Repayment for a FFELP Stafford and Direct Subsidized or Unsubsidized student loan begins six months after you graduate, drop below half-time enrollment, or withdraw from school. Making timely payments will help you establish a good credit history and demonstrate to other creditors that you are a responsible borrower, a quality that can benefit you for many years into the future. You will generally have up to ten years to repay, and various repayment and postponement options are available if you meet certain requirements.
Keep good financial records. Get organized and keep all your student loan documents together - before and after graduation.
Repayment Options Postponement Options
As long as your servicer has your current contact information, you will receive periodic updates detailing your outstanding balance, payment due dates, etc. Most servicers make your account information available online 24/7.
Determine how much you can afford to pay each month. If you've already been hired for your first job, you already know your starting salary. If you're still job-hunting, check with the placement office at your school about salary ranges in your chosen field. It's a good rule of thumb to keep student loan payments at 8-10% of your monthly income or less. If your payment exceeds the recommended payment range for your annual income, consider applying for a lower payment.
Lower Payment Options
Staying in Touch
Address change? New phone number? Newly married? Transferred to a different school? Your servicer needs to know. And it's your responsibility to keep your servicer in the loop. Contact us or log in to your account to make sure we have your most current information.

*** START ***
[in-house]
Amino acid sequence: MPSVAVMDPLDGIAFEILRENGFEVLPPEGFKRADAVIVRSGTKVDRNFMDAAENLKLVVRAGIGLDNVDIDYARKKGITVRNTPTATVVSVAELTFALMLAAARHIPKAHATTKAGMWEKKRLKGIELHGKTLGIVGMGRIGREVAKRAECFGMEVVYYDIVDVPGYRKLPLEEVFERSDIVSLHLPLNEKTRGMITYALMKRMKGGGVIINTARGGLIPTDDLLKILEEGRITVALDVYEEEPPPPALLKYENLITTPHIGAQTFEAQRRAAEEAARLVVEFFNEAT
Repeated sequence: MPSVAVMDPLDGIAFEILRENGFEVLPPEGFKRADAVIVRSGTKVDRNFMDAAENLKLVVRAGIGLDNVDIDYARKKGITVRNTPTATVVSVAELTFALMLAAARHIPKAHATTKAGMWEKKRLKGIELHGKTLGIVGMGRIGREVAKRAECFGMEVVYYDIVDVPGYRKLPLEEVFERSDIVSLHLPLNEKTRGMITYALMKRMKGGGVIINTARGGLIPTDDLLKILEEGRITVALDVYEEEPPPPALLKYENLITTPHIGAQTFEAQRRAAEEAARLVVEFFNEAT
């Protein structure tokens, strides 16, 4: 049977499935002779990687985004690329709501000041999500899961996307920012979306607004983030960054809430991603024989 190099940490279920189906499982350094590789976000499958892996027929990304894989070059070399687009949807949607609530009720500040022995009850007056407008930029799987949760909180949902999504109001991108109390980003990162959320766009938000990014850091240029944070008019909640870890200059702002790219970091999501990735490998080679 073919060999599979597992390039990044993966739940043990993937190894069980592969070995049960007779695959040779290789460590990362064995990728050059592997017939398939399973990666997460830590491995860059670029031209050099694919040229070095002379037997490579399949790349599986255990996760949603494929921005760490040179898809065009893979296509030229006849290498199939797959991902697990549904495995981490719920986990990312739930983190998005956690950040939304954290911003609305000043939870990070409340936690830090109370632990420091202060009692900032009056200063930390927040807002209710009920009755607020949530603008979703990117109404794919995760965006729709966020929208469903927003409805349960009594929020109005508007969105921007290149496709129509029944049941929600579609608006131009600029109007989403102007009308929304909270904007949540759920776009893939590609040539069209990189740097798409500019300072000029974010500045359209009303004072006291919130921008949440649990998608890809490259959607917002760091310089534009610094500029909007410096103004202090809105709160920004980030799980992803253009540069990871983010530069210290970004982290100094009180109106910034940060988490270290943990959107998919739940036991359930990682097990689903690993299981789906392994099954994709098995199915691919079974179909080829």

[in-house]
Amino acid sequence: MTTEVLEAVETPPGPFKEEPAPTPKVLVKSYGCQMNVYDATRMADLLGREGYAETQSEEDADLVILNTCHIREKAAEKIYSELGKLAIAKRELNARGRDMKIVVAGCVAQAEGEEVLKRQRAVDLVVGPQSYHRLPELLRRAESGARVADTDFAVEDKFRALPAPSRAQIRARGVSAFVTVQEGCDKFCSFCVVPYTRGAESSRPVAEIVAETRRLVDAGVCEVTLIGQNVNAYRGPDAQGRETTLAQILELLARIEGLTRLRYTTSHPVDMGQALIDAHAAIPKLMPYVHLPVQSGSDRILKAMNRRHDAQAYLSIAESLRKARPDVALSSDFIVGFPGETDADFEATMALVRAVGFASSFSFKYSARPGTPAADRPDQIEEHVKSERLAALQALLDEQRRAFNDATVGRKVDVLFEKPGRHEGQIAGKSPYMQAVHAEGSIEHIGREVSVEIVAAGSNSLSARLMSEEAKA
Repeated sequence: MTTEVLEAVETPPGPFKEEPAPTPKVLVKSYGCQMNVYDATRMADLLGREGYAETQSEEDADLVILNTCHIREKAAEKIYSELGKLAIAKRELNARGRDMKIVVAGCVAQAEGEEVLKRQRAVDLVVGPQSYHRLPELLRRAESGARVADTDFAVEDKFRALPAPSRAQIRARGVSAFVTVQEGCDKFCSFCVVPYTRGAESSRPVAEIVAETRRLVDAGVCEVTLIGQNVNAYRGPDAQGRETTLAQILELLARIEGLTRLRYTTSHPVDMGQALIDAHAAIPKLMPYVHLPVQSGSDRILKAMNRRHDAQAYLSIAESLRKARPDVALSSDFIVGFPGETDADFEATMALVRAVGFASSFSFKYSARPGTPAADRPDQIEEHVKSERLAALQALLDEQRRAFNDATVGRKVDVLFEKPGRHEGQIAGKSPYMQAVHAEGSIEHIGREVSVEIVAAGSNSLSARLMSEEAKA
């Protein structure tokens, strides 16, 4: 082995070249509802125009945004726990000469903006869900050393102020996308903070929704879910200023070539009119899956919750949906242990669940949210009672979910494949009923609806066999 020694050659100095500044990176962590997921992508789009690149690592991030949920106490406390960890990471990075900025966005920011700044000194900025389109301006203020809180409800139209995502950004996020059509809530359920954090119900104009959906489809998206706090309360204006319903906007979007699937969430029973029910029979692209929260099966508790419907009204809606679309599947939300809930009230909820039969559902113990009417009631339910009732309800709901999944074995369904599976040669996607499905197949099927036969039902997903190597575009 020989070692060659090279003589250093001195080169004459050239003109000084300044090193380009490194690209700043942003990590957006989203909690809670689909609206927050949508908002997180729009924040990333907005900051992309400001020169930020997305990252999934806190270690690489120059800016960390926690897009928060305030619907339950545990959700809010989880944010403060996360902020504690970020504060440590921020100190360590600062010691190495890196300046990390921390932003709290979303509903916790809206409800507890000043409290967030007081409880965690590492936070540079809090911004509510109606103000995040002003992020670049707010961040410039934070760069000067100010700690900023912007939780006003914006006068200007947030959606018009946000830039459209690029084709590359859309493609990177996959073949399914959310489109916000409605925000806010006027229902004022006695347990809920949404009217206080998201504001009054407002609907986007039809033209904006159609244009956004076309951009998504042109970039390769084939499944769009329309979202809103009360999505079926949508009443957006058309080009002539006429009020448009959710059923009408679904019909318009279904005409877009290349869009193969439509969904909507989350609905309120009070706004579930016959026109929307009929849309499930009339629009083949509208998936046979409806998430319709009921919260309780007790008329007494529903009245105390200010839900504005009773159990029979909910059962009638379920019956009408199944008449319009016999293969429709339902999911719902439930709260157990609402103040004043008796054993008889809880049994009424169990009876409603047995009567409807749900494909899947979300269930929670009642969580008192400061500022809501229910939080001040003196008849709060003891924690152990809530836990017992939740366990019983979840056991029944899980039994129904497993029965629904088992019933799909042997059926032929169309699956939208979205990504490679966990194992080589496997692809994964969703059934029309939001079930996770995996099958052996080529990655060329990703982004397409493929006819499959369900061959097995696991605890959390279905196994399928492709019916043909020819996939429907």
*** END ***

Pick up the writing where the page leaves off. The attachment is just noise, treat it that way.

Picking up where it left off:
Auto Pay & Online Payment
Two of our most popular student loan payment options are Auto Pay, which automatically withdraws payments from your designated bank account each month, and online payment, which allows you to pay online at your convenience.
Set Up Auto Pay Set Up Online Account
If you have multiple student loans, you may consider a Direct Consolidation Loan to combine the loans into one loan and have one single monthly payment. There are pros and cons of consolidation to be considered. Learn more to decide whether a consolidation loan is right for you or apply directly at StudentAid.gov.
Learn About Consolidation Apply for Consolidation
Repaying Parent PLUS and GradPLUS Loans
A Parent PLUS Loan is made directly to the parent, not the student, so responsibility for repayment rests with the parent. Repayment begins within 60 days of the final loan disbursement, unless you choose to postpone repayment while the student is in school at least half-time.
PLUS Loans made to graduate and professional student borrowers (GradPLUS) may be deferred during the six-month period that begins the day after the end date of a deferment during which the borrower was enrolled at least half time. Interest will continue to accrue on the loan during these periods.